Students fail to show interest in elections

By Amanda Finnegan
November 10, 2006

Shane Evans

With the election season just passing and Washington D.C. welcoming both new and old faces, the election seems to have done just that, pass through. For much of our generation, it is a complete out-of-body experience. We see it on the news. We see the signs and the ads. It has been plastered everywhere for months and it’s been hard to escape, but ironically young voters pay little attention to the elections. We subconsciously make our judgments but fail to take our opinions to the polls on Election Day.

This past weekend, Cabrini held one of the last democratic rallies on the campaign trail with big players like former Vice President Al Gore, Governor Ed Rendell and other democratic hopefuls. Despite campus publicity, out of the 400 to 500 people in attendance, Cabrini students made up a mere handful at the rally. It can’t possibly be that every student on campus is a hardcore Republican and they were taking a stand by not attending. Passion for the rally failed to show while not a single student protestor attended outside of the Dixon Center to oppose the lefties.

Political apathy is a growing problem with our generation. One of the main reasons college students opt not to vote is because many feel that they aren’t educated enough on the candidate’s positions and the issues to make a concise decision. Students are turned off by the endless ads that create animosity from one candidate to another. They find it difficult to sort through all the negativity to find the issues.

Rendell and outsiders of the region said the races in Pennsylvania and New Jersey were among the dirtiest in the country. Politicians chose to use their ad time for bashing instead of addressing the issues. The phrase “change in Washington” means nothing if we don’t see a plan.

The rare positive ads that we did see this election were directed at families and an older generation. It’s hard to relate.

But nonvoters can’t place all the blame on the smear campaign. Educating ourselves on the candidates is part of our responsibility. Most local papers like the Philadelphia Inquirer break down the issues candidate by candidate for voters, just as each candidate’s web site does. The facts are out there, it’s a matter of making an effort to acquire them.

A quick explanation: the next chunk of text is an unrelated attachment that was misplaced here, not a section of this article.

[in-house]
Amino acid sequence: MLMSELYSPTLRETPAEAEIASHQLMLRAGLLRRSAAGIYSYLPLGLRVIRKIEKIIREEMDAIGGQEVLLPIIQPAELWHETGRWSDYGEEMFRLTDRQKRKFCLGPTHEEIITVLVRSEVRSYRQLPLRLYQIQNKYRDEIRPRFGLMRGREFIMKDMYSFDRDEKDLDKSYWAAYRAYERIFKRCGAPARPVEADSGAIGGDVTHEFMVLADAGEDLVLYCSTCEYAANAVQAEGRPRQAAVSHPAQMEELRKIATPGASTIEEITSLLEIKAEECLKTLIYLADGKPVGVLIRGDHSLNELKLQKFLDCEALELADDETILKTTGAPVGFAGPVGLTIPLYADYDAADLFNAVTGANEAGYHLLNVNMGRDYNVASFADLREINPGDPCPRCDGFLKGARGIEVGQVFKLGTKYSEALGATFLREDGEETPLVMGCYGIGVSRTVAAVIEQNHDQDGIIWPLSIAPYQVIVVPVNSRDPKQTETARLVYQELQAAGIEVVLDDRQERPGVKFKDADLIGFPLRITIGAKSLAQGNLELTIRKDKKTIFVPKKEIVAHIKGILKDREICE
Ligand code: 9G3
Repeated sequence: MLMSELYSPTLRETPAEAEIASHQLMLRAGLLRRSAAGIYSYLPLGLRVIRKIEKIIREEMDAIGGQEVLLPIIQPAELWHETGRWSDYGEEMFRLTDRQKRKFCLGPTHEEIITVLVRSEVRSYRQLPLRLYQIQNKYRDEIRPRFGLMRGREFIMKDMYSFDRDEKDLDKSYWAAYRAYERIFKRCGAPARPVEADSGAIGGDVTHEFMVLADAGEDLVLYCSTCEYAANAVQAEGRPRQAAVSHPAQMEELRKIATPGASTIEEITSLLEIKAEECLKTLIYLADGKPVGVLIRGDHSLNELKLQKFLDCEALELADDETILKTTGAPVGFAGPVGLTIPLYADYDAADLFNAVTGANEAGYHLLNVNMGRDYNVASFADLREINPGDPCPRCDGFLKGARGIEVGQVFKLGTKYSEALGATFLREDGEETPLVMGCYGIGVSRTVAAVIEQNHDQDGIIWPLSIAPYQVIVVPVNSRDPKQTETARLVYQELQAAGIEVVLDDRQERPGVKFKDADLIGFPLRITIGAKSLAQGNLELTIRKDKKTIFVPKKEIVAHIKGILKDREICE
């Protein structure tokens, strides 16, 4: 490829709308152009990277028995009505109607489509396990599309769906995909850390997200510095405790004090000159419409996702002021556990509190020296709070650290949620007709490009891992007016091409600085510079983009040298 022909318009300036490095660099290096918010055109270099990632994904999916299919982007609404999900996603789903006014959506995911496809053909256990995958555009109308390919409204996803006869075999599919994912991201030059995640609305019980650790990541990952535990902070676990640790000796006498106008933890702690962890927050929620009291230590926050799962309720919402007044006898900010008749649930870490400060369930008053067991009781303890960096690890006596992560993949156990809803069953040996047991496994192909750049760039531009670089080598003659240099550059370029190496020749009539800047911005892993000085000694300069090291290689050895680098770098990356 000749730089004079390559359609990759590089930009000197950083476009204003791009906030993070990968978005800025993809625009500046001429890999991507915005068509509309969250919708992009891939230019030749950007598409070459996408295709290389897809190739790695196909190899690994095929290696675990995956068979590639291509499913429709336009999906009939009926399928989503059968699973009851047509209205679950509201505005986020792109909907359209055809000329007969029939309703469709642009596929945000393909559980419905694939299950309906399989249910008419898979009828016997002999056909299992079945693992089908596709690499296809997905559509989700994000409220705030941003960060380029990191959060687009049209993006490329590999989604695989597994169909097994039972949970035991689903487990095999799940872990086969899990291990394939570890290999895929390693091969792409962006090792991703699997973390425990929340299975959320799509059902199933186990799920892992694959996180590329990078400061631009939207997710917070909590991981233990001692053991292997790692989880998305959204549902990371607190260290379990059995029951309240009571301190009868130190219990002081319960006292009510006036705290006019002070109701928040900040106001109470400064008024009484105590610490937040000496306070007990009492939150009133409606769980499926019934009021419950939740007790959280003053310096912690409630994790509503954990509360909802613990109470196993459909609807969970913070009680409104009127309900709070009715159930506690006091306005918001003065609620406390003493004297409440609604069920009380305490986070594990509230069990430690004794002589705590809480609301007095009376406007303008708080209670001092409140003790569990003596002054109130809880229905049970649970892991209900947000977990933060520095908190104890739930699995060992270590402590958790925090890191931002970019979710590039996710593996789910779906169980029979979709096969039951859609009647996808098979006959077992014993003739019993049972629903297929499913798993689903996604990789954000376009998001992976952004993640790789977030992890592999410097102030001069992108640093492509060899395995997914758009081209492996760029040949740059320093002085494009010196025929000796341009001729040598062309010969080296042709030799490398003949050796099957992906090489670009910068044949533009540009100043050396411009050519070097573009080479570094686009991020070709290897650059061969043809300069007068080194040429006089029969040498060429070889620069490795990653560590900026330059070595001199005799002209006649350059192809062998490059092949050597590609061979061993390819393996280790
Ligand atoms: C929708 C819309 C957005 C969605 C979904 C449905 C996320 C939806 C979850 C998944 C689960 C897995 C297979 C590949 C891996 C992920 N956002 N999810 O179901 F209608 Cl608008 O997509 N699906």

Many young voters feel that if it isn’t a presidential election that it isn’t as important. We are the future of the country, yet we’re leaving the voting to our elders.

If we go back to our middle school history lessons, we remember that each branch of government plays an equal part. Congress makes decisions on a daily basis that affect college students. They control federal funding for higher education, financial aid and interest rates on student loans. If we are discontent about an issue, our only chance to change it is to vote or someone who can change it.

If students continue ignore politics, our voices will be continually swept to the side. Excuses like, “I don’t live in the district” or “I don’t know the candidates” just don’t cut it. Educate yourself, know your candidates and get involved. Election season has come and gone but there is always next time.

Citizen in some countries die for the chance at democracy and the privilege to vote but Americans take the right for granted, especially those of our generation. Voting is our civic duty; we owe it to ourselves and our country to use the tools we have to initiate change.

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Amanda Finnegan

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